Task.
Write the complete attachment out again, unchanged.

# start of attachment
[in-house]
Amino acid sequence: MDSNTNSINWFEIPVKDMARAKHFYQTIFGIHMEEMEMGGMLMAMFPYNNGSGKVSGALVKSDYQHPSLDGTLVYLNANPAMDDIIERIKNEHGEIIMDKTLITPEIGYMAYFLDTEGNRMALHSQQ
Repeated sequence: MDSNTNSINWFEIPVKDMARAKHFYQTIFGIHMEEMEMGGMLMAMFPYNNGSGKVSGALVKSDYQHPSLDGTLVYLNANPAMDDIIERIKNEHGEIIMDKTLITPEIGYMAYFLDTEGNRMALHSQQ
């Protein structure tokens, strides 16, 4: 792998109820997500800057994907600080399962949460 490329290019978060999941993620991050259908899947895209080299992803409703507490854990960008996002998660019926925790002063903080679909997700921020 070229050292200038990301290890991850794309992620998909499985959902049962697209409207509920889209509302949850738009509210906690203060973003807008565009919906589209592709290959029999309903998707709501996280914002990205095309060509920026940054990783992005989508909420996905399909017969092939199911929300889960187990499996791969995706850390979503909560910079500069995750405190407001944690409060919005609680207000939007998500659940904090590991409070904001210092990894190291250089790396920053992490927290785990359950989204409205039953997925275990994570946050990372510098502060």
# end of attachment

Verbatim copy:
[in-house]
Amino acid sequence: MDSNTNSINWFEIPVKDMARAKHFYQTIFGIHMEEMEMGGMLMAMFPYNNGSGKVSGALVKSDYQHPSLDGTLVYLNANPAMDDIIERIKNEHGEIIMDKTLITPEIGYMAYFLDTEGNRMALHSQQ
Repeated sequence: MDSNTNSINWFEIPVKDMARAKHFYQTIFGIHMEEMEMGGMLMAMFPYNNGSGKVSGALVKSDYQHPSLDGTLVYLNANPAMDDIIERIKNEHGEIIMDKTLITPEIGYMAYFLDTEGNRMALHSQQ
């Protein structure tokens, strides 16, 4: 792998109820997500800057994907600080399962949460 490329290019978060999941993620991050259908899947895209080299992803409703507490854990960008996002998660019926925790002063903080679909997700921020 070229050292200038990301290890991850794309992620998909499985959902049962697209409207509920889209509302949850738009509210906690203060973003807008565009919906589209592709290959029999309903998707709501996280914002990205095309060509920026940054990783992005989508909420996905399909017969092939199911929300889960187990499996791969995706850390979503909560910079500069995750405190407001944690409060919005609680207000939007998500659940904090590991409070904001210092990894190291250089790396920053992490927290785990359950989204409205039953997925275990994570946050990372510098502060």